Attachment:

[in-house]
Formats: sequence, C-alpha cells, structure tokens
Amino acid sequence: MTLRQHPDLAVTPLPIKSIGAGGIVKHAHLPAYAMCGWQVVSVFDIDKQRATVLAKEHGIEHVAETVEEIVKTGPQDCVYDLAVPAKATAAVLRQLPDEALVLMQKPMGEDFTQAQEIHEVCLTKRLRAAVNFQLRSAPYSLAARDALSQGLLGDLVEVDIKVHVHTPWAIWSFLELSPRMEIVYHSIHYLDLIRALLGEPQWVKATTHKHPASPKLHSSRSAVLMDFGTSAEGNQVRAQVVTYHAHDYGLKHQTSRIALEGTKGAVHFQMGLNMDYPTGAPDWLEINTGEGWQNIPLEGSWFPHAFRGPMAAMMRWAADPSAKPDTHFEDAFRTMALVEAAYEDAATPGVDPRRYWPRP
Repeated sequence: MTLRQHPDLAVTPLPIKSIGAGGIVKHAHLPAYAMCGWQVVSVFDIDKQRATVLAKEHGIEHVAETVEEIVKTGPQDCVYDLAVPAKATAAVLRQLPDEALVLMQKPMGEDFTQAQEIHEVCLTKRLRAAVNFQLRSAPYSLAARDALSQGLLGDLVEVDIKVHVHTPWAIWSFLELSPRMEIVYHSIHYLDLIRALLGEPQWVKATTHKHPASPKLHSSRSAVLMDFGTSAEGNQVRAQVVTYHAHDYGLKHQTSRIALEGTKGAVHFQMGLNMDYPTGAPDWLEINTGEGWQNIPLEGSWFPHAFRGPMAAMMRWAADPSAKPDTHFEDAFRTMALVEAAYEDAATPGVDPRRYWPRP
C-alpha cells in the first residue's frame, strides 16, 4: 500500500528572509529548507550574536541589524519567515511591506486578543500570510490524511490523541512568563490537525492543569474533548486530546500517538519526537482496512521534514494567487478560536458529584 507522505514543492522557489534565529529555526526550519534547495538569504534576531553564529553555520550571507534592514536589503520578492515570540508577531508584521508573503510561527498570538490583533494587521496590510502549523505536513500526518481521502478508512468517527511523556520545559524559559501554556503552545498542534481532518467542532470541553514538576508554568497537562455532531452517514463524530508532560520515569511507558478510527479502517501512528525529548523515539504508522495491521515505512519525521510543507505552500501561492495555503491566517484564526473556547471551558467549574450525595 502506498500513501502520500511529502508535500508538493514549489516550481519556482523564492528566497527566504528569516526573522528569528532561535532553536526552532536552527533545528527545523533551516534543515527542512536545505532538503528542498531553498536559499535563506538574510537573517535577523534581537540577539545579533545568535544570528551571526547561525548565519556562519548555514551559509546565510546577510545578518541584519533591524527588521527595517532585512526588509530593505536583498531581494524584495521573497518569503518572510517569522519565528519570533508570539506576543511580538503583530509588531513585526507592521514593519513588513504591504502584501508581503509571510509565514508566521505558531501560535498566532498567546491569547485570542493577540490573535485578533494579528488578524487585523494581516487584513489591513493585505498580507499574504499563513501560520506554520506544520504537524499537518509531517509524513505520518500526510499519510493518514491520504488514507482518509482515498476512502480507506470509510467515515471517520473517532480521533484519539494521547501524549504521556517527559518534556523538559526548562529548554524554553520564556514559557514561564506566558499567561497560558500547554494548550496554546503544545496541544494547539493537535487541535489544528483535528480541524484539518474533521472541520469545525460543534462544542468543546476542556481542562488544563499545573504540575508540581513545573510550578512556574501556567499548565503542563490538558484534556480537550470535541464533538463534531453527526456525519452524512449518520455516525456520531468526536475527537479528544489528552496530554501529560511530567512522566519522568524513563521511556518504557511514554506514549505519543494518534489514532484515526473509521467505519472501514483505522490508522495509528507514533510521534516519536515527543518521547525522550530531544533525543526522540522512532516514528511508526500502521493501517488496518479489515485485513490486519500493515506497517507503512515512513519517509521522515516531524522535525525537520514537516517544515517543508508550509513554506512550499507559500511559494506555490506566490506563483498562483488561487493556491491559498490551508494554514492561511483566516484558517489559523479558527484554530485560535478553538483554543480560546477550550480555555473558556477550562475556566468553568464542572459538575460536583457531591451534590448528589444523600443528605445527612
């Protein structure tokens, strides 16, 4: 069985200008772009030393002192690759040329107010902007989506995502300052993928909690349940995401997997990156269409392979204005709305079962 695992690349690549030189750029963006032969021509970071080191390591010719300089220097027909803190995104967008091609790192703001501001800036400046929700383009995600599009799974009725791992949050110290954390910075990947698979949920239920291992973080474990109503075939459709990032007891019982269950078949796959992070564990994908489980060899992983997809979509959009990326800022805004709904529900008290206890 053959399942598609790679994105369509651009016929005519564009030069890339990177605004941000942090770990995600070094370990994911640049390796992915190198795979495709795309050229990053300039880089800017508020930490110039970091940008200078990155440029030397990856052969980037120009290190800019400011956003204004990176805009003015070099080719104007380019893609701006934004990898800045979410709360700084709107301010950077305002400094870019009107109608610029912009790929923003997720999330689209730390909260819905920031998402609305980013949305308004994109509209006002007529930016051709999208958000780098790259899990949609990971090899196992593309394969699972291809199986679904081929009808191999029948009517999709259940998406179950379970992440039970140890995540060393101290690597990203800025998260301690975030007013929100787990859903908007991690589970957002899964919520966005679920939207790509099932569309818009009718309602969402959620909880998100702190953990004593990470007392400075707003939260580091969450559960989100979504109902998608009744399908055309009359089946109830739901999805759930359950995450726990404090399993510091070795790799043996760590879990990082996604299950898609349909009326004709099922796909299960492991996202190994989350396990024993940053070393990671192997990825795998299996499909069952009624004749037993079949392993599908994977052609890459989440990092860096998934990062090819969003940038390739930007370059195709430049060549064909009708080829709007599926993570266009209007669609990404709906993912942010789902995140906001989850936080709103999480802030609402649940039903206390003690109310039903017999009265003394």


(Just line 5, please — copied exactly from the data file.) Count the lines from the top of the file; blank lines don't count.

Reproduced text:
C-alpha cells in the first residue's frame, strides 16, 4: 500500500528572509529548507550574536541589524519567515511591506486578543500570510490524511490523541512568563490537525492543569474533548486530546500517538519526537482496512521534514494567487478560536458529584 507522505514543492522557489534565529529555526526550519534547495538569504534576531553564529553555520550571507534592514536589503520578492515570540508577531508584521508573503510561527498570538490583533494587521496590510502549523505536513500526518481521502478508512468517527511523556520545559524559559501554556503552545498542534481532518467542532470541553514538576508554568497537562455532531452517514463524530508532560520515569511507558478510527479502517501512528525529548523515539504508522495491521515505512519525521510543507505552500501561492495555503491566517484564526473556547471551558467549574450525595 502506498500513501502520500511529502508535500508538493514549489516550481519556482523564492528566497527566504528569516526573522528569528532561535532553536526552532536552527533545528527545523533551516534543515527542512536545505532538503528542498531553498536559499535563506538574510537573517535577523534581537540577539545579533545568535544570528551571526547561525548565519556562519548555514551559509546565510546577510545578518541584519533591524527588521527595517532585512526588509530593505536583498531581494524584495521573497518569503518572510517569522519565528519570533508570539506576543511580538503583530509588531513585526507592521514593519513588513504591504502584501508581503509571510509565514508566521505558531501560535498566532498567546491569547485570542493577540490573535485578533494579528488578524487585523494581516487584513489591513493585505498580507499574504499563513501560520506554520506544520504537524499537518509531517509524513505520518500526510499519510493518514491520504488514507482518509482515498476512502480507506470509510467515515471517520473517532480521533484519539494521547501524549504521556517527559518534556523538559526548562529548554524554553520564556514559557514561564506566558499567561497560558500547554494548550496554546503544545496541544494547539493537535487541535489544528483535528480541524484539518474533521472541520469545525460543534462544542468543546476542556481542562488544563499545573504540575508540581513545573510550578512556574501556567499548565503542563490538558484534556480537550470535541464533538463534531453527526456525519452524512449518520455516525456520531468526536475527537479528544489528552496530554501529560511530567512522566519522568524513563521511556518504557511514554506514549505519543494518534489514532484515526473509521467505519472501514483505522490508522495509528507514533510521534516519536515527543518521547525522550530531544533525543526522540522512532516514528511508526500502521493501517488496518479489515485485513490486519500493515506497517507503512515512513519517509521522515516531524522535525525537520514537516517544515517543508508550509513554506512550499507559500511559494506555490506566490506563483498562483488561487493556491491559498490551508494554514492561511483566516484558517489559523479558527484554530485560535478553538483554543480560546477550550480555555473558556477550562475556566468553568464542572459538575460536583457531591451534590448528589444523600443528605445527612